Questions & Answers

What are the characteristics of Hinduism?
  • One God, but different names – The Truth (God) is one, but wise people call by different names.
  • One God, but different forms – Brahman (God), the formless, is assigned forms only for the convenience of the aspirants. Whatever form any devotee with faith, wishes to worship, God manifest in that form.
  • One God, but different paths – Just as rain water irrespective of the place where it falls, ultimately reaches ocean, the worship rendered to all deities of whatever description (name or form), ultimately reaches the Supreme Reality (God).
What are the Classifications of Religions?
  • Religions of Semitic (Jewish) Origin – Judaism, Christianity, and Islam
  • Religions of Indian Origin – Hinduism, Buddhism, Jainism, and Sikhism
  • Religions of China and Japan Origin – Confucianism, Taoism, and Shinto
  • Other Religions – Bahai, Scientology, and Zoroastrianism
  • Non-Religions – Atheist, Agnostic, and Secular
Hinduism & Evaluation

Hinduism has taught that evolution is God’s natural plan for growth and change throughout this world. We are taught that evolution is truth through the avatars of Lord Vishnu, known as the Dash avatars. We find that the theory of evolution has been explained in a very subtle manner as Lord Vishnu appears upon the earth.

  • As we are given to believe, life first started in the great oceans. Lord Vishnu appears as a fish (Macha-avatara).
  • There was then a progression and life that was in the oceans evolved and started moving towards land. This happened because the oceans began to recede from land masses. Now came a life sustaining not only in water, but also progressed to land to some extent. Lord Vishnu appears as Koorma-avatara or a Terrapin (tortoise).
  • This gradual moment towards the land masses continued, while at the same time retaining the original support of water. And what we had at this stage was an animal in swamp and slush – so the Lord appeared as a boar, or Varaha-avatara.
  • The evolution of man is depicted in discrete steps. The first man was short, and then he evolved into something like the Stone Age man and then reaching our view of man today.
  • This progression led to a half-human half-animal. Lord Vishnu appeared as Narasimha-avatara. Lord Narashima is seen as a half-lion, half-human figure, denoting that stage in evolution where man was more ‘animal’.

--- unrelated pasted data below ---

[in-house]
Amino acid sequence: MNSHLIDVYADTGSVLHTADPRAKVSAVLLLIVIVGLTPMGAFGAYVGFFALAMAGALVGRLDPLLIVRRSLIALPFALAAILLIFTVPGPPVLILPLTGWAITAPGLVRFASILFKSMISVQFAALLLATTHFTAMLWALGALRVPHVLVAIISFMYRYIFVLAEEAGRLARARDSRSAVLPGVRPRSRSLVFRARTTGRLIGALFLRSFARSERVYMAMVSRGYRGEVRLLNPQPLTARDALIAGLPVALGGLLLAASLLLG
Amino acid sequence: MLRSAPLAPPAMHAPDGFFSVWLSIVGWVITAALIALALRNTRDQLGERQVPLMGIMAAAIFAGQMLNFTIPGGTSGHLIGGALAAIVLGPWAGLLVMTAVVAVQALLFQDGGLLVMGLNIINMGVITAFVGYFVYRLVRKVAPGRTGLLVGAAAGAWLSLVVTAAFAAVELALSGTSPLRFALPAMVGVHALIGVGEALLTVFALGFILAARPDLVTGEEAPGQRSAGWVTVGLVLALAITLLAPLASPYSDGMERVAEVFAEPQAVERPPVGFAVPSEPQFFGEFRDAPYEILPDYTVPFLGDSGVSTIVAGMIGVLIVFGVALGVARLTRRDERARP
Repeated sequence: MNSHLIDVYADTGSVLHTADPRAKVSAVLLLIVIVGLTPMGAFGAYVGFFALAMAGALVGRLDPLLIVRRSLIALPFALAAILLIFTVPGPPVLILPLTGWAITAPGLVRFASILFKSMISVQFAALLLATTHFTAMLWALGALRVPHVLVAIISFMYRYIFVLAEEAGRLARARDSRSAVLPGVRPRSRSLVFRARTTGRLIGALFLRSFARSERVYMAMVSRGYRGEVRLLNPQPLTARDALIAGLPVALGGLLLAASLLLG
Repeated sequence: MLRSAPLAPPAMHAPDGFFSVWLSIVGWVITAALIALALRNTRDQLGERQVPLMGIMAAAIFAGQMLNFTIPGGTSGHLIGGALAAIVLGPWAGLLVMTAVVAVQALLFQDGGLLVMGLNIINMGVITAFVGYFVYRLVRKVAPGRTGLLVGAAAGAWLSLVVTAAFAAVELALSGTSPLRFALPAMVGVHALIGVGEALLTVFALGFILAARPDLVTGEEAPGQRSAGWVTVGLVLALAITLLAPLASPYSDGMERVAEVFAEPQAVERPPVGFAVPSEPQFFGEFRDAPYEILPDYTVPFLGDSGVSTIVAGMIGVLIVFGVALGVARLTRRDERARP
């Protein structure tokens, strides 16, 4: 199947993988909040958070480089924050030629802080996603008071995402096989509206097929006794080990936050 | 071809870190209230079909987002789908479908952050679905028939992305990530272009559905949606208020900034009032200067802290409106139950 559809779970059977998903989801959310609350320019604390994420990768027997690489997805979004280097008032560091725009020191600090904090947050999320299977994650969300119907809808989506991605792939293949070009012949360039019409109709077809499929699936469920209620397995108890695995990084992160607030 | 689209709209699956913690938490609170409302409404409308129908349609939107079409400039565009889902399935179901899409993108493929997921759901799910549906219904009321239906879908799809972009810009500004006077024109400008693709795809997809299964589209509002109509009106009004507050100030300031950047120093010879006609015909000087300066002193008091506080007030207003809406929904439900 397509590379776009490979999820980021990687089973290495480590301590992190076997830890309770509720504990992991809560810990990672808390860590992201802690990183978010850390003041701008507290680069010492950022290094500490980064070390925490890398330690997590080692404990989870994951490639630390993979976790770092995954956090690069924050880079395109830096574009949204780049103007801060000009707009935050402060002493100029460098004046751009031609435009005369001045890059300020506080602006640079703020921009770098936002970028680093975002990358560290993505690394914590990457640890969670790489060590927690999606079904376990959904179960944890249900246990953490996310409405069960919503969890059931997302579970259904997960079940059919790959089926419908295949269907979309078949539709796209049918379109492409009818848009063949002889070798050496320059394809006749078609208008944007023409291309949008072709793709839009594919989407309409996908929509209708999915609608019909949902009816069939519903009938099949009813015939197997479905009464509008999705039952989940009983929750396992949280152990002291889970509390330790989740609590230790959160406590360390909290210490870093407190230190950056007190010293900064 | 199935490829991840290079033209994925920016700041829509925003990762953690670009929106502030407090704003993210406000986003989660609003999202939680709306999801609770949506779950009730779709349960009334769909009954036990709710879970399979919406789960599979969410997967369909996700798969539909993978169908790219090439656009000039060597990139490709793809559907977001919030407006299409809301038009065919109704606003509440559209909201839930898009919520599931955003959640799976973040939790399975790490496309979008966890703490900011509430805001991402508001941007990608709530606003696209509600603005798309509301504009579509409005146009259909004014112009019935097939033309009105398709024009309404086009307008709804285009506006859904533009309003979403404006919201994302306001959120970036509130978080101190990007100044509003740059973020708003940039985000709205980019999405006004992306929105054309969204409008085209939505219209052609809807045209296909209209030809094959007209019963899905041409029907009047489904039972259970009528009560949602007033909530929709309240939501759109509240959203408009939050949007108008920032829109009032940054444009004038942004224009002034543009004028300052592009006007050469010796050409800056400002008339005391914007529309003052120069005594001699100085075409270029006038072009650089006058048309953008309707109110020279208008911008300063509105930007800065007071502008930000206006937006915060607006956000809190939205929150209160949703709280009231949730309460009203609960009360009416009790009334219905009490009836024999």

• As evolution proceeded, the path took the half-human to full-human shape. The next avatar of the Lord was that of a Dwarf (Vamana). Evolutionary scientists all agree that mankind was quite short in its early stages, mostly due to a hunching posture.
  • It is natural that dwarf will progress to a full human, but still one of a wavering mind – man with more ‘animal’ in him. Someone like a Stone Age man would be. This avatar was called Parasurama.
  • Slowly the man became perfect. A man who was in full control of his senses, dutiful, responsible, so on. He was Lord Rama.
  • And then the perfect human form evolved with cleverness and ability to think and win. A person of intelligence, wits, taking decisions to suit the situation. The Lord was Krishna. Ready to mediate, and ready to love and ready to be loved. This avatar is more like the ideal man of today.
  • (Some Hindus consider Buddha as an incarnation of Lord Vishnu while some do not, considering his rejection of the Vedas; this only furthers the Lord’s lesson of evolution, but many will be happy to leave such progression at Lord Krishna). Tranquillity, submission, passion for peace is the next step from achieving everything. He was Buddha.
  • For those whom believe, Kalki avatar will be the last in such a progression. The cycle has to end, so that it can start again. Kalki will come to destroy the world, ending the Kali Yuga and beginning the age of Satya Yuga.
What is the other name for Hinduism?

Hinduism is also known as “Sanatana Dharma”. Sanatana means Eternal, Dharma means Righteousness or Virtue.

What are the characteristics of a Religion?
Any organized religion has three main characteristics:
1) God
2) A Prophet
3) A holy book

However, Hinduism has only;
1) one Supreme God (Paramatma), but different names and forms
2) No prophet, but many philosophers
3) No one holy book, but many scriptures.

Is self harming/suicide a sin in Hinduism?

Self-harm is directly against the very important Hindu doctrine of ahimsa. Ahimsa, or non-harm towards all living beings, includes the self and especially the self. Self-harm can be induced by cutting, bruising or beating the body and is usually brought about by extreme passionate feelings of sadness, anger, confusion or frustration. Hinduism teaches that these feelings must be conquered due to their very life-threatening effects. Self-harm can even be brought about by harming the body in seemingly non-painful ways that unknowingly cause great internal damage such as alcohol consumption, over-eating, inhaling smoke or injecting non-medical substances.